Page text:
Figure 9. Spinach transplanted with a paperpot transplanter. Note how the edges of paperpot are visible above the soil surface: they should be covered so that they do not wick moisture away from roots. (Photo by Liz Maynard).

When planting into plastic mulch, ensure that the seedling stem does not constantly rub against the edge of the mulch hole. This can seriously damage the stem, especially with more tender seedlings. Windy conditions and/or high temperatures, combined with black plastic, increase the likelihood of injury to the plant stem from the plastic mulch.

Water in each plant with 8 fl. oz. of starter solution or plain water right after transplanting. Use more if it is hot, windy, and dry, and consider reducing the concentration of fertilizer in the starter solution.

Check plants in the days after transplanting. It may take a few days for them to start growing. Scout for pests that may be causing damage, such as cutworms. If some plants don’t survive, try to figure out why. Replace them within a week to minimize crop delay. If dry conditions prevail, irrigation may be needed. Your observations and notes can be used to increase success in the future.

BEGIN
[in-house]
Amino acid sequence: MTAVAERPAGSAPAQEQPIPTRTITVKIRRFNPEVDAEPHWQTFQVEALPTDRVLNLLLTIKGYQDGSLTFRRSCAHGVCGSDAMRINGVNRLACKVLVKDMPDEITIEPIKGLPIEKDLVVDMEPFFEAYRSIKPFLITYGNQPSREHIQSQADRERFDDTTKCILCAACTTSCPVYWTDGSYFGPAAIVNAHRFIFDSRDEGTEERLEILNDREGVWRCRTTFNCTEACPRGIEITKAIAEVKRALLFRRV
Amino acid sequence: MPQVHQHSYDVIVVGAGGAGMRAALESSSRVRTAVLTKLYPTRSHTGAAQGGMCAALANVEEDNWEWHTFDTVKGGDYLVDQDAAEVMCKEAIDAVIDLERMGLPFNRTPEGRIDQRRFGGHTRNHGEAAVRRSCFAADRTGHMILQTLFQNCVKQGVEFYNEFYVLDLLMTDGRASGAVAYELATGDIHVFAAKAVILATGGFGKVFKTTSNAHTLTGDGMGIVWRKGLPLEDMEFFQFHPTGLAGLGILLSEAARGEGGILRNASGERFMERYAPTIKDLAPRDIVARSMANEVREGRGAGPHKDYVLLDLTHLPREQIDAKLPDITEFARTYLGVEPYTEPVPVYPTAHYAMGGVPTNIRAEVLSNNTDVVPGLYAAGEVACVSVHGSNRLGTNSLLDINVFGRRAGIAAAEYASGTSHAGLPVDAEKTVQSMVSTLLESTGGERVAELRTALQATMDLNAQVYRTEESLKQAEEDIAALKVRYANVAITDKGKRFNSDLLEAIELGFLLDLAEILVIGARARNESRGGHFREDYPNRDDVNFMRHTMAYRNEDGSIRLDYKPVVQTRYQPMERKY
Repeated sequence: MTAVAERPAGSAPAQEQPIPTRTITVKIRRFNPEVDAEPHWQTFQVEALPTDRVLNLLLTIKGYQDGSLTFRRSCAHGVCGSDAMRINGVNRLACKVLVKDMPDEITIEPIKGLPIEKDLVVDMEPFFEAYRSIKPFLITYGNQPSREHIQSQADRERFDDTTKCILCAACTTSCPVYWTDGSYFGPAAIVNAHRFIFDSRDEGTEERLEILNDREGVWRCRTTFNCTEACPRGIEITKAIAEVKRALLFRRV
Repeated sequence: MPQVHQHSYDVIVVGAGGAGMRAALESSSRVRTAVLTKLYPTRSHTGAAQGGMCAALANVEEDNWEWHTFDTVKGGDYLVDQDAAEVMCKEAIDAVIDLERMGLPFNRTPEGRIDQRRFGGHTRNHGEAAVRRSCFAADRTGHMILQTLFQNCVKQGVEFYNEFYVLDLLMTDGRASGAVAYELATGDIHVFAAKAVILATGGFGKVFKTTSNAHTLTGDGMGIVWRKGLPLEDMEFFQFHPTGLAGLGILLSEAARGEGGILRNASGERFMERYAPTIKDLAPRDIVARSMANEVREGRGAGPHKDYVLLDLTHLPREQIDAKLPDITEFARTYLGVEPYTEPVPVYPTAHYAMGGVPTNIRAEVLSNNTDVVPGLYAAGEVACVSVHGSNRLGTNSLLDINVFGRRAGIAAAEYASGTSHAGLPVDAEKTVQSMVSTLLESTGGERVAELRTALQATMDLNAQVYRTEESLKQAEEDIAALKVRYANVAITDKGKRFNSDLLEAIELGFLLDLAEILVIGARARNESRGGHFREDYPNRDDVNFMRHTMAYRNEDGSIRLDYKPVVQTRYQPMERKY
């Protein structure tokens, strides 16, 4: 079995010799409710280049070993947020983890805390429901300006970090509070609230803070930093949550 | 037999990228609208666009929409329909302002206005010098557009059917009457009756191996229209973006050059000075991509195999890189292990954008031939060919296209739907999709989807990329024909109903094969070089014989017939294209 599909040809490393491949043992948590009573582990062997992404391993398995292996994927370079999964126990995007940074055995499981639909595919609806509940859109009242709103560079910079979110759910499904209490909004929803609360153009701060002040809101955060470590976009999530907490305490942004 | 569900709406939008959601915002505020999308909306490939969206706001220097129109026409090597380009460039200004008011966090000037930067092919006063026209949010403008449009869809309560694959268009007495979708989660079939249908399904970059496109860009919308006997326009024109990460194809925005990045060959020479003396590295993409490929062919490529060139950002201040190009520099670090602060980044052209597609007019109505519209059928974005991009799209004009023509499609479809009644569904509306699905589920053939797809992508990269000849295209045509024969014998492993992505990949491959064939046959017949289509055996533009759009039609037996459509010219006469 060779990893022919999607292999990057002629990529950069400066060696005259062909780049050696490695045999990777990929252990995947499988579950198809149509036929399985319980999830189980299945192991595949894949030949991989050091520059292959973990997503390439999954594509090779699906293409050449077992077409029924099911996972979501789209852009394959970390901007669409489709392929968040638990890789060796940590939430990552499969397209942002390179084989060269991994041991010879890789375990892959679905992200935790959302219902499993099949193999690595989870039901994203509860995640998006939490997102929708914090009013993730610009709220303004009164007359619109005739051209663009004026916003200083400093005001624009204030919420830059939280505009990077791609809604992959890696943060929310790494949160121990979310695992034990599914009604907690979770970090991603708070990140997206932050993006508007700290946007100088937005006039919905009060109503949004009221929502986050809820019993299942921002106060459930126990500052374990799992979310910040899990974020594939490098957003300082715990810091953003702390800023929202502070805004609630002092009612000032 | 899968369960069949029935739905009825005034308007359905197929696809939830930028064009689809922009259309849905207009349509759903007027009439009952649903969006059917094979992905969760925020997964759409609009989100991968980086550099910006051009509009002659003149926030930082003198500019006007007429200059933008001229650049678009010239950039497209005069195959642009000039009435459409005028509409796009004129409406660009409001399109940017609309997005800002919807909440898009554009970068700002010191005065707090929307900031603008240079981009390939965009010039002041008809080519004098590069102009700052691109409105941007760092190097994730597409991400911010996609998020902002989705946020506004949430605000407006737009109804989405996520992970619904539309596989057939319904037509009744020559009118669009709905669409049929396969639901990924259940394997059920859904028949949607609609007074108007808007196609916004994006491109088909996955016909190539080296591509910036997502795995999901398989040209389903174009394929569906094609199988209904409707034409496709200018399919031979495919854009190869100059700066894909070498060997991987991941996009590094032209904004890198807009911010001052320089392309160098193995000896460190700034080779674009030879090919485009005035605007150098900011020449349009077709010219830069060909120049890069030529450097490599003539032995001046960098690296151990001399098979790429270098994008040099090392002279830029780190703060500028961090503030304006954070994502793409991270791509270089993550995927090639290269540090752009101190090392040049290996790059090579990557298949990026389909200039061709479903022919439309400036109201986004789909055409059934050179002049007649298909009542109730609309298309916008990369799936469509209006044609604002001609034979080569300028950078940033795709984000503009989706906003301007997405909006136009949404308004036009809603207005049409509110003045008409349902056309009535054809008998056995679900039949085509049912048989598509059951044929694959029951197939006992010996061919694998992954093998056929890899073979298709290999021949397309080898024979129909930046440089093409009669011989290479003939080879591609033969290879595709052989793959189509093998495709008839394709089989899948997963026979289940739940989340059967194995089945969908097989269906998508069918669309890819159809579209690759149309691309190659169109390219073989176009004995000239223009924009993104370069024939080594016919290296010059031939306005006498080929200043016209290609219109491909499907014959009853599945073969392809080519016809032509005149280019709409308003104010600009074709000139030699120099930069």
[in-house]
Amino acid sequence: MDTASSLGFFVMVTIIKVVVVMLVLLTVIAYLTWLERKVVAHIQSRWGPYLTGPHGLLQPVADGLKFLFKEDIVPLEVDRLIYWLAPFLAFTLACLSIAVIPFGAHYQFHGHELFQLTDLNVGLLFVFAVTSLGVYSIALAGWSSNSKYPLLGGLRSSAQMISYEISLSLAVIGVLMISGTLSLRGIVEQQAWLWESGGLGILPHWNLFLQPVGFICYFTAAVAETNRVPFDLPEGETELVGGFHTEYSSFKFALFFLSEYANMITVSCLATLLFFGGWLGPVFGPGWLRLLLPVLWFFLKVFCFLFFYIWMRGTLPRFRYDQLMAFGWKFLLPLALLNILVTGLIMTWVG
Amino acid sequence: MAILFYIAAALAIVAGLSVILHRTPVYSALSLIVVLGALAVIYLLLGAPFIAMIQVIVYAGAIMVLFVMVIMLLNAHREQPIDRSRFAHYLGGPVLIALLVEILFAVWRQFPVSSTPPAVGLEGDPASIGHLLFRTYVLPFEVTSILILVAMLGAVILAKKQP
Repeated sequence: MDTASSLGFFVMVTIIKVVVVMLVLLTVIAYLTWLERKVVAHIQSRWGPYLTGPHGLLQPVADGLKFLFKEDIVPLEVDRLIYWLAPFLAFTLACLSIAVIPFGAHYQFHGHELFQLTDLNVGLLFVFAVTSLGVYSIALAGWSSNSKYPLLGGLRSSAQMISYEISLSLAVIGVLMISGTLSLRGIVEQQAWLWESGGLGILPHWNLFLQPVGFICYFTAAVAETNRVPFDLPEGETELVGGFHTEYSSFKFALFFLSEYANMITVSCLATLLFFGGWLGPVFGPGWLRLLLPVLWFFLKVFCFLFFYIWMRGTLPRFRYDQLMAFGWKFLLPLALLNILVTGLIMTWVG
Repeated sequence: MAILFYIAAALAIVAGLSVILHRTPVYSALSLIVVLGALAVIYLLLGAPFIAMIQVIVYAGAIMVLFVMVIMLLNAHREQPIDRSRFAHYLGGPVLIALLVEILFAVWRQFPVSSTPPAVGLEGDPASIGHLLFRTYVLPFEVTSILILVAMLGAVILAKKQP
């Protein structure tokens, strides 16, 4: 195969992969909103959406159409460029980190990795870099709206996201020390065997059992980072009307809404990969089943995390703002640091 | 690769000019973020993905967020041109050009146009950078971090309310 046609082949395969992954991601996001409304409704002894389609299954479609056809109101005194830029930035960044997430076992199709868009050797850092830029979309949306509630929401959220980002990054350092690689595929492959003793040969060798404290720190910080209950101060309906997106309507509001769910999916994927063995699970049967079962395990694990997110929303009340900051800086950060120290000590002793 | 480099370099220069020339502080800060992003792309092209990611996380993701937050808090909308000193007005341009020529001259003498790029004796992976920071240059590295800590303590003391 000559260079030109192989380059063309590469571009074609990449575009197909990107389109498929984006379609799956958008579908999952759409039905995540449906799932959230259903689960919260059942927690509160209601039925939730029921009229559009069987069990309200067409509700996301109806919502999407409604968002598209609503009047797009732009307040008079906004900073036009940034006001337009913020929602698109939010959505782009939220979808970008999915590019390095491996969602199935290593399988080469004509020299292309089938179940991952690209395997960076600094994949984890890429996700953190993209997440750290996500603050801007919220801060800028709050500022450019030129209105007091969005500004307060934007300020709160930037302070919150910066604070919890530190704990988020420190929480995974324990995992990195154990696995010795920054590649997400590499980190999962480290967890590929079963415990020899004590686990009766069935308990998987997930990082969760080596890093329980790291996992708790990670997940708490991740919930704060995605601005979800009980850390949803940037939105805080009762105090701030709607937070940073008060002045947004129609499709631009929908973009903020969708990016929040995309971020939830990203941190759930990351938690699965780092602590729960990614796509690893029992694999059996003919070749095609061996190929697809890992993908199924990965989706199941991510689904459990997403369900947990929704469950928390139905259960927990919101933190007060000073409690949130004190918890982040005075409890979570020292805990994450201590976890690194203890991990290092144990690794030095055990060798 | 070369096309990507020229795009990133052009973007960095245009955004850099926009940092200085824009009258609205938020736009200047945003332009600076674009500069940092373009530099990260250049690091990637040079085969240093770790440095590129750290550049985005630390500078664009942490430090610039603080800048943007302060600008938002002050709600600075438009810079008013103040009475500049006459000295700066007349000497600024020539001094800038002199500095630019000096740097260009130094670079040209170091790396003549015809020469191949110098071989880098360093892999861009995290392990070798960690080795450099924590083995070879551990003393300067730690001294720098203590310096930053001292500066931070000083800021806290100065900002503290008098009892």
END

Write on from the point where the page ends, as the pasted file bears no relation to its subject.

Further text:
In summary, what are the best practices?

  1. Harden off to reduce transplant shock.
  2. Use a starter fertilizer just before or at transplanting.
  3. Take weather and soil conditions into account when selecting the transplant date.
  4. Water well before transplanting.
  5. Handle seedlings carefully.
  6. Plant at the correct depth: not too deep or too shallow.
  7. Water in thoroughly.
  8. Be prepared to protect the transplants from frost, strong wind, and windblown sand, if needed.
  9. Check plants in a few days; note observations; replant within a week if needed.
  10. Plan to manage plant stress during the first 1-2 weeks after transplanting.